London Belongs to Me (Penguin Modern Classics)

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London Belongs to Me (Penguin Modern Classics)

London Belongs to Me (Penguin Modern Classics)

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Well, how about Norman Collins – as well as author of 16 novels, he was controller of television at the BBC, and co-founder of independent television in the UK. Though they are all separate family units with entirely separate lives, their changing circumstances begin to demonstrate that the bonds between the residents are stronger than they may have realised. The Wall Jumper was the one I had in mind, but as Stewart has pointed out, all the Salters have them too (though they’re not standard Penguin Modern Classic cover design).

And a prize of nothing but kudos to the first person to name another Penguin Modern Classic that has stooped to having a quote on the cover. There’s a lot about him on the net, although I couldn’t find any mention of the photo on the cover of this book. One of literature’s memorable charlatans, his poverty acute, his powers questionable, Henry Squales, aka Enrico Qualito the medium, is an actor’s gift.Percy is quite the young man on the up, making a name for himself as a successful mechanic, with dreams of owning his own garage one day. And she was all wrong and I had to throw her out, so it cost a lot of money and a lot of pain," said Gilliat. For younger bookworms – and nostalgic older ones too – there’s the Slightly Foxed Cubs series, in which we’ve reissued a number of classic nature and historical novels. He’s not wrong, though the idea that a name-check from St Etienne can spring a novel from out of print hell back into the hands of new eager readers is not especially credible. Life goes on: Mr Josser retires from his city office and wants to remove to the country; Doris Josser, the daughter of the house, leaves home to live with her posh (well, posher) friend Doreen; Connie’s Mayfair night club is raided (fourteen days without option); pursued by the threadbare Squales, the landlady Mrs Vizzard consoles herself with the thought that ‘it wasn’t as though he were a failure .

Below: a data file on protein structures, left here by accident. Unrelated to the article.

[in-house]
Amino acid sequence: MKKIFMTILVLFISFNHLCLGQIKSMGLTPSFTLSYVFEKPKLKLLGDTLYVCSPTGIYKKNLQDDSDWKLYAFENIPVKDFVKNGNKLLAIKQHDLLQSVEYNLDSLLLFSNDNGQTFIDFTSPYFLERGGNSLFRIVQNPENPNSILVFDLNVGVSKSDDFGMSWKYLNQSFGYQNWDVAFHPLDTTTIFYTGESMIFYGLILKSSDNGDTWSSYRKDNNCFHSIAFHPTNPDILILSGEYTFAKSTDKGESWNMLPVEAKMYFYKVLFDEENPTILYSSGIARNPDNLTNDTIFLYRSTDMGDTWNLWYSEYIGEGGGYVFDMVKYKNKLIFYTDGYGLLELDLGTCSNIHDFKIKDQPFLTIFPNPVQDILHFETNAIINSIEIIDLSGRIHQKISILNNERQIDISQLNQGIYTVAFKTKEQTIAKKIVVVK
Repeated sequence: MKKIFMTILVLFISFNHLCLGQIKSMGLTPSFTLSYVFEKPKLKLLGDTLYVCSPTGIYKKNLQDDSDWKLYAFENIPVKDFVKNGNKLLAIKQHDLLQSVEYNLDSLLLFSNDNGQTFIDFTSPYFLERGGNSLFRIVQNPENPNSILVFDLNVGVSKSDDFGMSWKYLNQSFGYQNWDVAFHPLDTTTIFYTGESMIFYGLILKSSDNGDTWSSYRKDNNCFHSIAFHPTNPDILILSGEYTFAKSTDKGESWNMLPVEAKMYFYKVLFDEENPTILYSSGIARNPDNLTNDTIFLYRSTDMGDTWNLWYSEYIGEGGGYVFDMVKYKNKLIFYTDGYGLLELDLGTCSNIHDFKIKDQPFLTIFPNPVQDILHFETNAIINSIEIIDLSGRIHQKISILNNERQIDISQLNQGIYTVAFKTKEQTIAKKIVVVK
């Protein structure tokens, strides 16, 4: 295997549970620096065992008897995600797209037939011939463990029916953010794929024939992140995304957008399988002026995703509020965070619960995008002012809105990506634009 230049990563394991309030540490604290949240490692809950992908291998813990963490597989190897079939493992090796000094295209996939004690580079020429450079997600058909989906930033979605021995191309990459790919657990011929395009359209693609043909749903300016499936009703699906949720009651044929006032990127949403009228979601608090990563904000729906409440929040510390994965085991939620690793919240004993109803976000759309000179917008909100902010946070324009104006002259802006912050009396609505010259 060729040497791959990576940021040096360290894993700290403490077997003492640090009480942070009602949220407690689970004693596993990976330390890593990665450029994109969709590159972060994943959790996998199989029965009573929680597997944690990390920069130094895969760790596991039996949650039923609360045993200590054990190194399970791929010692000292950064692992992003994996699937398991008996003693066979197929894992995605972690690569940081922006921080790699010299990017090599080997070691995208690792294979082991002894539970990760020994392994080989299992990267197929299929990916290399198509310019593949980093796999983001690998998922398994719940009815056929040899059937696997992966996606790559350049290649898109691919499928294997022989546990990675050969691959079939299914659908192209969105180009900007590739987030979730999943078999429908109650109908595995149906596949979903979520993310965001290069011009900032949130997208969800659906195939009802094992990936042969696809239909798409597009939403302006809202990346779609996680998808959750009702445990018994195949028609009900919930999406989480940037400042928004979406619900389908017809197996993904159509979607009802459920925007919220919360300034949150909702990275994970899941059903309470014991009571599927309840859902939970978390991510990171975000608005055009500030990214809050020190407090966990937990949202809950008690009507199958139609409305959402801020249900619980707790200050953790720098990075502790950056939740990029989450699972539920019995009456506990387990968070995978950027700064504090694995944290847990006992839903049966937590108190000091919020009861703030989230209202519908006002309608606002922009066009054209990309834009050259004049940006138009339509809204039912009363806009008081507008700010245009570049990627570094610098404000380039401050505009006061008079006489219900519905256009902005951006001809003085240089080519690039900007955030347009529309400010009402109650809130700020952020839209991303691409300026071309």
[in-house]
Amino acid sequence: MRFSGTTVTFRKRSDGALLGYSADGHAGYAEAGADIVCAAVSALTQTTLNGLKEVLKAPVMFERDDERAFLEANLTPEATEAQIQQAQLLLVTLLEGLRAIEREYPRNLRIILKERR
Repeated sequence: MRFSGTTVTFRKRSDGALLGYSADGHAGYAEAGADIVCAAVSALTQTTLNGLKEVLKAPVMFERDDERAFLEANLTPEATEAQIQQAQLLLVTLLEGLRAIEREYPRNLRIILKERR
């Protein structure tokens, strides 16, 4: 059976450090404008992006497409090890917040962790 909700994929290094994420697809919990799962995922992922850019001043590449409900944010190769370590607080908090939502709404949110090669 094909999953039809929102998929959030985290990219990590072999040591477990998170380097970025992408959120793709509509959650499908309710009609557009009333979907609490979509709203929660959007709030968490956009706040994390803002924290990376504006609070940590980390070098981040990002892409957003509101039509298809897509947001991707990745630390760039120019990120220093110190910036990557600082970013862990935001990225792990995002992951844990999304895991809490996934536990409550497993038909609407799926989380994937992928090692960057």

Getting up to no good comes naturally to washed up, elderly actress Connie, who lives above the Boons with only her canary for company. To Doris, Camden Town is a disappointment and ‘appears exactly the same as the Elephant and Castle on her side of the river’.I’ve always enjoyed completely inappropriate, florid covers (although obviously I feel for the authors who must have recoiled in horror when they first set eyes on them.

Through the charlatan Squales, we are introduced to a minor constellation of astralists: the South London Spiritualist Movement and the South London Psychical Society as well their transpontine rivals, the Finsbury Park based North London Spiritualist Club and North Kensington Spiritualist Union. Collins uses to good effect the old trick of exploring the lives of the people brought together in one residence: for a superlative example, see Patrick Hamilton’s The Slaves of Solitude. The Hogarth Press where I’m working, is in the heart of the literary world, with authors coming in all the time.I love boarding house novels because such a cross-section of people and situations are presented and it's fun to see how it all turns out.

The independent-minded quarterly magazine that combines good looks, good writing and a personal approach. Mr Squales testifies against Percy, but in the process exposes to his fiancée Mrs Vizzard the falsity of his claims to be able to contact the dead and to predict the future. In adjusting for this with Norman Collins’ 736-page epic London Belongs to Me, now reissued in Penguin Modern Classics, I may overcompensate and end up underpraising it instead. Everyone's foibles and weaknesses and stupidities are clear, but not condemned: they're all human and there's compassion for everyone. It’s the people who make it the exciting place it is, who challenge each others’ preconceptions and if that isn’t always comfortable, it never stops being interesting.The reason it caught my interest then, as I remember it, it was all about a big house in London and the stories of the various tenants who lived in it. Also known as Dulcimer Street, Norman Collins’s London Belongs to Me is a Dickensian romp through working-class London on the eve of the Second World War.

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